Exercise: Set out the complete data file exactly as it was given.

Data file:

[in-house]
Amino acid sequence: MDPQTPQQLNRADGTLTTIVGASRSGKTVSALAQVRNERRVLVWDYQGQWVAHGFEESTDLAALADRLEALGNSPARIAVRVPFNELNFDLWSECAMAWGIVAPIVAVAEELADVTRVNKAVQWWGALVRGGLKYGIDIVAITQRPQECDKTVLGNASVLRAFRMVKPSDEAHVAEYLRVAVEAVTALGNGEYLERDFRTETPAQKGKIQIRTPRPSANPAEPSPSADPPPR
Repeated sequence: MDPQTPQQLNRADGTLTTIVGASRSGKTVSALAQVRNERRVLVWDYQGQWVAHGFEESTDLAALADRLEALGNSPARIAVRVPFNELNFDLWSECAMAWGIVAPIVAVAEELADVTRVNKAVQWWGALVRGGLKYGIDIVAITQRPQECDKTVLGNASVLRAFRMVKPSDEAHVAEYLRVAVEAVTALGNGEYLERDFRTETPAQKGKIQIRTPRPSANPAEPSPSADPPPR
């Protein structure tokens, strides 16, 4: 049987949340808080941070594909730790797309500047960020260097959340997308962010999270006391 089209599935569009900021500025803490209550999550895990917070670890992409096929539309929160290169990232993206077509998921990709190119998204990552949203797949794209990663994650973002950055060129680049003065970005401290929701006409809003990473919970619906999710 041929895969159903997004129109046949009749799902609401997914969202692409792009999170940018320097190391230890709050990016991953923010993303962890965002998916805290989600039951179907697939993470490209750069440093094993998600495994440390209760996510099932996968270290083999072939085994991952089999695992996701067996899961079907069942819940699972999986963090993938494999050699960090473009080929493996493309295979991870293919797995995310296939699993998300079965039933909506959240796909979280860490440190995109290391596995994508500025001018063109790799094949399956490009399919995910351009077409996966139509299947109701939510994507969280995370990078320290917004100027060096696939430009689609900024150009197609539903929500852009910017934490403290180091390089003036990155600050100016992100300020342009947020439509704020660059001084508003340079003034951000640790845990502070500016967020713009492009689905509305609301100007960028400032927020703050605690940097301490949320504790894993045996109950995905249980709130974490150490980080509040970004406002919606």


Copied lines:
[in-house]
Amino acid sequence: MDPQTPQQLNRADGTLTTIVGASRSGKTVSALAQVRNERRVLVWDYQGQWVAHGFEESTDLAALADRLEALGNSPARIAVRVPFNELNFDLWSECAMAWGIVAPIVAVAEELADVTRVNKAVQWWGALVRGGLKYGIDIVAITQRPQECDKTVLGNASVLRAFRMVKPSDEAHVAEYLRVAVEAVTALGNGEYLERDFRTETPAQKGKIQIRTPRPSANPAEPSPSADPPPR
Repeated sequence: MDPQTPQQLNRADGTLTTIVGASRSGKTVSALAQVRNERRVLVWDYQGQWVAHGFEESTDLAALADRLEALGNSPARIAVRVPFNELNFDLWSECAMAWGIVAPIVAVAEELADVTRVNKAVQWWGALVRGGLKYGIDIVAITQRPQECDKTVLGNASVLRAFRMVKPSDEAHVAEYLRVAVEAVTALGNGEYLERDFRTETPAQKGKIQIRTPRPSANPAEPSPSADPPPR
């Protein structure tokens, strides 16, 4: 049987949340808080941070594909730790797309500047960020260097959340997308962010999270006391 089209599935569009900021500025803490209550999550895990917070670890992409096929539309929160290169990232993206077509998921990709190119998204990552949203797949794209990663994650973002950055060129680049003065970005401290929701006409809003990473919970619906999710 041929895969159903997004129109046949009749799902609401997914969202692409792009999170940018320097190391230890709050990016991953923010993303962890965002998916805290989600039951179907697939993470490209750069440093094993998600495994440390209760996510099932996968270290083999072939085994991952089999695992996701067996899961079907069942819940699972999986963090993938494999050699960090473009080929493996493309295979991870293919797995995310296939699993998300079965039933909506959240796909979280860490440190995109290391596995994508500025001018063109790799094949399956490009399919995910351009077409996966139509299947109701939510994507969280995370990078320290917004100027060096696939430009689609900024150009197609539903929500852009910017934490403290180091390089003036990155600050100016992100300020342009947020439509704020660059001084508003340079003034951000640790845990502070500016967020713009492009689905509305609301100007960028400032927020703050605690940097301490949320504790894993045996109950995905249980709130974490150490980080509040970004406002919606």